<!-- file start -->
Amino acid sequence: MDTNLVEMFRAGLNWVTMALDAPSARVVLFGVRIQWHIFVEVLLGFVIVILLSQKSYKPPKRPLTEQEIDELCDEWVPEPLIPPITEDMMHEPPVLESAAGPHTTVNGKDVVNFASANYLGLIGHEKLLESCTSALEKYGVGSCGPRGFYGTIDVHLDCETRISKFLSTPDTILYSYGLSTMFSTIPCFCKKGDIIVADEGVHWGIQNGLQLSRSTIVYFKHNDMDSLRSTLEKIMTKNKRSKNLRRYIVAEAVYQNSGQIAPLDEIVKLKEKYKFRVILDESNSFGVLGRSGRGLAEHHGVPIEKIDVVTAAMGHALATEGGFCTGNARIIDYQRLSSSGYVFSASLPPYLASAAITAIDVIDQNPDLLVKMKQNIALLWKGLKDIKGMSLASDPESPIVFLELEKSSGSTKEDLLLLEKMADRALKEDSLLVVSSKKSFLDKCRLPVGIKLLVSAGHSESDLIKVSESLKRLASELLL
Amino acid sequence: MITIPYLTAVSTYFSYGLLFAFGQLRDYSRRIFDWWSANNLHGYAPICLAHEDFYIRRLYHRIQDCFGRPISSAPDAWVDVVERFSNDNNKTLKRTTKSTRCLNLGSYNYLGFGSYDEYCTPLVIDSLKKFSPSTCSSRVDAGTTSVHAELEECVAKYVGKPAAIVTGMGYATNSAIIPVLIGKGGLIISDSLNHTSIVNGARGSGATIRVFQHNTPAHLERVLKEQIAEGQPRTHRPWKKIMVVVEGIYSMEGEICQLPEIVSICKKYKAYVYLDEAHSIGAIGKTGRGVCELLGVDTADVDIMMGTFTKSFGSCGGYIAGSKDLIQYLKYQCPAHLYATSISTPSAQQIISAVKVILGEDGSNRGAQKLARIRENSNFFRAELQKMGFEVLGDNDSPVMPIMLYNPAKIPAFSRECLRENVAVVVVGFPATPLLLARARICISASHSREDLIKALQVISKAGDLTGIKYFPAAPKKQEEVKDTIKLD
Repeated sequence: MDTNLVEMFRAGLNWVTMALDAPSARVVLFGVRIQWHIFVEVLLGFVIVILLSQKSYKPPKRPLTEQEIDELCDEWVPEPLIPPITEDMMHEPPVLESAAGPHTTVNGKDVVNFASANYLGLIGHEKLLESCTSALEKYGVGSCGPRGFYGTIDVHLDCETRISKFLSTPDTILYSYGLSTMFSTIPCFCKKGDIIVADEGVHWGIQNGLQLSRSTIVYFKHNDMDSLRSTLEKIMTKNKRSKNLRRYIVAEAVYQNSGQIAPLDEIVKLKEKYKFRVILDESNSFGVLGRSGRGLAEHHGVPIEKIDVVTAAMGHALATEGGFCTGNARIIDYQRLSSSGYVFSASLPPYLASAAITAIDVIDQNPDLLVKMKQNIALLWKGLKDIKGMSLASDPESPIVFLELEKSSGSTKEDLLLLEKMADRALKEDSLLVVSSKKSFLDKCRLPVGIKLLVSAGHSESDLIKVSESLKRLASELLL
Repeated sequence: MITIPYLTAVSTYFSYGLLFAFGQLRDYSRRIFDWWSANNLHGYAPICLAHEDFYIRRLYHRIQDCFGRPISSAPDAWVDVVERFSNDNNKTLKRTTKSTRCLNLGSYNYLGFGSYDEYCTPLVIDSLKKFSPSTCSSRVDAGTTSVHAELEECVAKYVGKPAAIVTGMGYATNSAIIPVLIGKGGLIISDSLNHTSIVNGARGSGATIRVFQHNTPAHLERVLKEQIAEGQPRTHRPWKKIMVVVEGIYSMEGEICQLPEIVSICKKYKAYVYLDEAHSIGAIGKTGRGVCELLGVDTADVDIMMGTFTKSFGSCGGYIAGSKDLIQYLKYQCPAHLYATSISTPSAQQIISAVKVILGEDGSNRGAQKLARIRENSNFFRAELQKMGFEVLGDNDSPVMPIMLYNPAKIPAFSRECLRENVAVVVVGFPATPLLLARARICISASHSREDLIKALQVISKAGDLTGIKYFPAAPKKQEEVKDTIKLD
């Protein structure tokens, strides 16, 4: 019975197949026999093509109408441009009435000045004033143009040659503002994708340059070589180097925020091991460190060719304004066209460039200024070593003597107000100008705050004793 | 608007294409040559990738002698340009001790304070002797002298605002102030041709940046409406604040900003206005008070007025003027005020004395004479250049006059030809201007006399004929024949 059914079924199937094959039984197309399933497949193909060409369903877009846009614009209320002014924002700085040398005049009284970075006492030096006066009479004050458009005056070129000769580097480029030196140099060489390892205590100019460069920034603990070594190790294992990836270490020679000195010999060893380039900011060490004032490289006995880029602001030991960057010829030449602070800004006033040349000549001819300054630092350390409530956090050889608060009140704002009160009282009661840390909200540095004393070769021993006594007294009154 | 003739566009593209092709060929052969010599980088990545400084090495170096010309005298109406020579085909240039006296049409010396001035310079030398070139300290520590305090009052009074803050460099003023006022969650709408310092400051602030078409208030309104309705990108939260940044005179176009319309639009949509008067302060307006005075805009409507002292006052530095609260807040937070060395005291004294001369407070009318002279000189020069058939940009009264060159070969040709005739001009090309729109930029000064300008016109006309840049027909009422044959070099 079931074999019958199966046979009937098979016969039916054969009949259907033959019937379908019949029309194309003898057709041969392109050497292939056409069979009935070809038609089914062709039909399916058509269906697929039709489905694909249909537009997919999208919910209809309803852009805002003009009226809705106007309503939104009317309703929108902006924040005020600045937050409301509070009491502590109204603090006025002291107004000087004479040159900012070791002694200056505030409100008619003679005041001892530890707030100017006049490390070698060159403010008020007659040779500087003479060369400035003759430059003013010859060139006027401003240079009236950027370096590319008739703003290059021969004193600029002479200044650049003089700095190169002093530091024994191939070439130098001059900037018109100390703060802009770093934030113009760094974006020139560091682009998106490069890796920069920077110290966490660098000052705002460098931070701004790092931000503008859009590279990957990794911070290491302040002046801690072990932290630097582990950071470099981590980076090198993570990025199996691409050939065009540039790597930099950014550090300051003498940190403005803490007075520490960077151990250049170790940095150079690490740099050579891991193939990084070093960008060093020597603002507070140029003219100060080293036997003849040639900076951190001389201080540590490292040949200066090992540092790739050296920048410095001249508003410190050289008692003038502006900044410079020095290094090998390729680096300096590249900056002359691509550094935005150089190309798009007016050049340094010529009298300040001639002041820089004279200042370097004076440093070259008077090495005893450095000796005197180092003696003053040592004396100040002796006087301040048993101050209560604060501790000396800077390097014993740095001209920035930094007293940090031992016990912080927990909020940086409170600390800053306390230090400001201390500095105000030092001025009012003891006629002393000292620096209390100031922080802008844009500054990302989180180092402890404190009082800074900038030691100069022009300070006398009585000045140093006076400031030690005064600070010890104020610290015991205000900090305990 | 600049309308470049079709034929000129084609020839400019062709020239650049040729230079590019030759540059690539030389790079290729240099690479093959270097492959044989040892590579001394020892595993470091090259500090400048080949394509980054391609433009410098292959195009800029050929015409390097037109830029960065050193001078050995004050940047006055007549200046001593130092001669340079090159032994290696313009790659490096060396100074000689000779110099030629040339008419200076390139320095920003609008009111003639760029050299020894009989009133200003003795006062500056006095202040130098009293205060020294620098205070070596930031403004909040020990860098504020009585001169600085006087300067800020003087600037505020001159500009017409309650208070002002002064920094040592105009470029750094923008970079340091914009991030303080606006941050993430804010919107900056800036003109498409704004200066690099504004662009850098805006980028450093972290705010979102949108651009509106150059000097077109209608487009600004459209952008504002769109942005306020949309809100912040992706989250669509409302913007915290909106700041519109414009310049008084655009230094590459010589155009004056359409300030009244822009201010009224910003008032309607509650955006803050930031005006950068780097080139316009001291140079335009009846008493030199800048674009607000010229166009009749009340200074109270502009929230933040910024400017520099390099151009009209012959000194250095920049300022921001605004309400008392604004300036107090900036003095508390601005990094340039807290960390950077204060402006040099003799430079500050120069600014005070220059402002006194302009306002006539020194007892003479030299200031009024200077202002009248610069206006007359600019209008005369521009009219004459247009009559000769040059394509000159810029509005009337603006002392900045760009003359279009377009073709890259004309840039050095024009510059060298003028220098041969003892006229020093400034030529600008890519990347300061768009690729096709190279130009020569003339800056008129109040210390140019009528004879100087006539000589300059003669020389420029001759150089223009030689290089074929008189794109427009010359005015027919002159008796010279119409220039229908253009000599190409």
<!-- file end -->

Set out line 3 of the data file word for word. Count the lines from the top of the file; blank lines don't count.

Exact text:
Repeated sequence: MDTNLVEMFRAGLNWVTMALDAPSARVVLFGVRIQWHIFVEVLLGFVIVILLSQKSYKPPKRPLTEQEIDELCDEWVPEPLIPPITEDMMHEPPVLESAAGPHTTVNGKDVVNFASANYLGLIGHEKLLESCTSALEKYGVGSCGPRGFYGTIDVHLDCETRISKFLSTPDTILYSYGLSTMFSTIPCFCKKGDIIVADEGVHWGIQNGLQLSRSTIVYFKHNDMDSLRSTLEKIMTKNKRSKNLRRYIVAEAVYQNSGQIAPLDEIVKLKEKYKFRVILDESNSFGVLGRSGRGLAEHHGVPIEKIDVVTAAMGHALATEGGFCTGNARIIDYQRLSSSGYVFSASLPPYLASAAITAIDVIDQNPDLLVKMKQNIALLWKGLKDIKGMSLASDPESPIVFLELEKSSGSTKEDLLLLEKMADRALKEDSLLVVSSKKSFLDKCRLPVGIKLLVSAGHSESDLIKVSESLKRLASELLL